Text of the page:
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A New York Judge’s Organization Brings Community Together by Sending Care Packages to Service Members.

For the past two decades, a workers compensation judge in Rochester, New York with no direct military connection has been coordinating care packages for deployed soldiers. How he came to spearhead this special project is a story of its own.

Judge Keith Freedman, a life-long Rochesterian, came to launch the Jewish Soldiers Project (JSP) in a roundabout way. In 2003, a close friend, MAJ J.V., deployed to Afghanistan with the Army Reserves. Concerned, and eager to show his personal support, Freedman initially hit upon an idea to send care packages, enlisting the help of his son’s Cub Scouts pack. A man of action, he quickly learned that MAJ V. was stationed at the fledgling Afghanistan Department of Education—created in response to the Afghan children’s education crisis, itself due to the Taliban shuttering all schools. This led to a fresh concept: Freedman and MAJ V. founded The Pencil Project, in which Cub Scout troops collected school supplies and sent them to Afghanistan. After the major’s return to CONUS, the Scouts continued the new tradition of sending holiday care packages to service members in Iraq and Afghanistan.

After several years of running this meaningful service, Freedman found himself wondering whether there were Jews in the military. He googled “Jewish soldiers in Iraq” and discovered a Stars and Stripes article about Jewish service members celebrating Chanukah in one of Saddam Hussein’s palaces (see Chanukah 2021 Jewish American Warrior). Intrigued, Freedman reached out to the author of that article about ways he could help. His sleuthing eventually forged a connection with US Army Reserve Chaplain (LTC) Shlomo Shulman, who happily agreed to assist him in his search. Receiving names and addresses, Freedman collected Chanukah cards from his synagogue’s Hebrew school and sent them overseas, and the Jewish Soldiers Project (JSP) was born.

Sending out cards was one thing—becoming a kosher food supply depot was another, and that began in Passover 2008. Shortly prior to that holiday season, Freedman collected money at his synagogue to send 10 packages to service members. One of the recipients sent an email thanking Freedman for the package and cc’d Sara Fuerst at Kosher Troops, who had also sent a package. Eager to make new contacts, Freedman wrote to Fuerst, introducing himself and asking about their organization. And that’s how a collaboration between JSP and Kosher Troops started, working in tandem to coordinate sending packages to service members as efficiently as possible.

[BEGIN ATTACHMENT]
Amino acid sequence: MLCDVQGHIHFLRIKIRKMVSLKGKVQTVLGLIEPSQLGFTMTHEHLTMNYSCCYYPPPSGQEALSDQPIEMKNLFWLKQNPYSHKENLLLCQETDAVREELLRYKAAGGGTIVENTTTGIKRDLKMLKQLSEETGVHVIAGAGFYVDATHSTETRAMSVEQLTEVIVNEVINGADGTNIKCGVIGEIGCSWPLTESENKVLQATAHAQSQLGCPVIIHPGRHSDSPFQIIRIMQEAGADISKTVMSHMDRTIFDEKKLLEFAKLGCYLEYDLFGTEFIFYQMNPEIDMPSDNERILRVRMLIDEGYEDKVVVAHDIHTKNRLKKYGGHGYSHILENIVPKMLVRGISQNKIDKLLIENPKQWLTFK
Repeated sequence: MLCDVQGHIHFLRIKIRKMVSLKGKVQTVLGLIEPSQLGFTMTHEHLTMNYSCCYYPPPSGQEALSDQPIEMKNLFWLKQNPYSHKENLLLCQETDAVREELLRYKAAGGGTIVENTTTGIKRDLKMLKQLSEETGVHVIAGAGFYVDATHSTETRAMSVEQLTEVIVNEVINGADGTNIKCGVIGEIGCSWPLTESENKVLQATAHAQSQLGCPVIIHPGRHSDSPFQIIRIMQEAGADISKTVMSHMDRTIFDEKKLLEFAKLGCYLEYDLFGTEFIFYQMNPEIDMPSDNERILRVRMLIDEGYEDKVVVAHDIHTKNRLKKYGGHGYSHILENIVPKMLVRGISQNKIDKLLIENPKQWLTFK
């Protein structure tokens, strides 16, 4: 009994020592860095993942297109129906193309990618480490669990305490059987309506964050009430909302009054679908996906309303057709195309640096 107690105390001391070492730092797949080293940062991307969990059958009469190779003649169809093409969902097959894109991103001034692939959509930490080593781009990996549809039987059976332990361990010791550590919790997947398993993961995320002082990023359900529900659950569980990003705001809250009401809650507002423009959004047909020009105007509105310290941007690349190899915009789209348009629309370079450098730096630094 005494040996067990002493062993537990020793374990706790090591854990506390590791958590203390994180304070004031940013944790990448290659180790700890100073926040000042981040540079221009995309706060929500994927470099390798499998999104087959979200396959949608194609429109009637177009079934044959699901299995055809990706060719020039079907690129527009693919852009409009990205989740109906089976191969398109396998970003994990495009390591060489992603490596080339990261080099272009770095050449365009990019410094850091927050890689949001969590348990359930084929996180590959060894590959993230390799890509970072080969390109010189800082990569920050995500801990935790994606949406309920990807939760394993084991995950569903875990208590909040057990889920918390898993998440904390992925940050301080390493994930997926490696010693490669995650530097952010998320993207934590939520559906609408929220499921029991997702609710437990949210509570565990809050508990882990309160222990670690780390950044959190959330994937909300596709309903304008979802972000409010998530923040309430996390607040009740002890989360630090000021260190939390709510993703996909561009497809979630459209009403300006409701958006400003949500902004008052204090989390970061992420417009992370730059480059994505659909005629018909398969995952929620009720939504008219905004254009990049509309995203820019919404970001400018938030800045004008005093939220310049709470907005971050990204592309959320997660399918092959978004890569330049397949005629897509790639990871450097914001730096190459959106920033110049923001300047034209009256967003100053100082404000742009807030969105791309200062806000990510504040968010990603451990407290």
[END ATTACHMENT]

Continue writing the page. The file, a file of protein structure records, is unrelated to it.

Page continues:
Ongoing awareness of JSP is spread primarily by word of mouth, from one service member to another, or via his Facebook page. Friendly chaplains of all faiths are also eager to help, and at this point, Freedman has several thousand Jewish service members in his database.

Since its inception, JSP has been both a community and family-wide effort—Freedman and his sons would pack boxes in his family room along with volunteers coming from every synagogue in the Rochester area. Every winter, JSP’s Soldiers Hanukkah Card Project sends cards to military personnel on behalf of the JSP and the entire Jewish community of Rochester. In 2022, the JSP sent over 6,000 cards made by students from 150 schools in 35 states.

The relatively small town of Rochester brings about more community connections—the post office doesn’t have enough staff to ship all the packages at the same time, so Freedman has managed to overcome some of the problems by becoming good friends with the local postal workers. They allow Freedman to arrive before opening time, and he makes sure to stagger his shipments, so as not to disrupt the regular post.

During the year, Freedman sends Shabbat boxes with grape juice, challah, and baked goods. Around the holidays, JSP sends about 125 boxes containing specialized goods. He always drops a few Chanukah cards from children in the packages, even not in proximity to Chanukah, as the Chanukah cards elicit extremely positive reactions.

While preparing for an upcoming holiday project, Freedman visits some of the participating schools (in person or virtually) to educate students about the impact their cards have, helping them understand what to them might be a relatively obscure concept. “I explain that soldiers are just like their mom and dad, but have a different job, one that requires them to go away for a long time,” Freedman says. “I say, ‘Imagine if your mom and dad had to go away for a year. Wouldn’t you want them to know you’re thinking of them?’ This is a concept that they can relate to.”

For this judge, Jewish Soldiers Project is truly a personal labor of love. Freedman funds the project primarily on his own during the year; and considering the significantly higher costs of the Passover season, he raises funds from local and national contacts to cover the expenses of that holiday. “Every Jewish service member must feel connected back home,” he says. A heartfeltn sentiment felt across thousands of miles.

Judge Freedman can be reached at [email protected], and through his organization’s Facebook page,

Originally published in the Three Weeks 5783 issue of the Jewish American Warrior.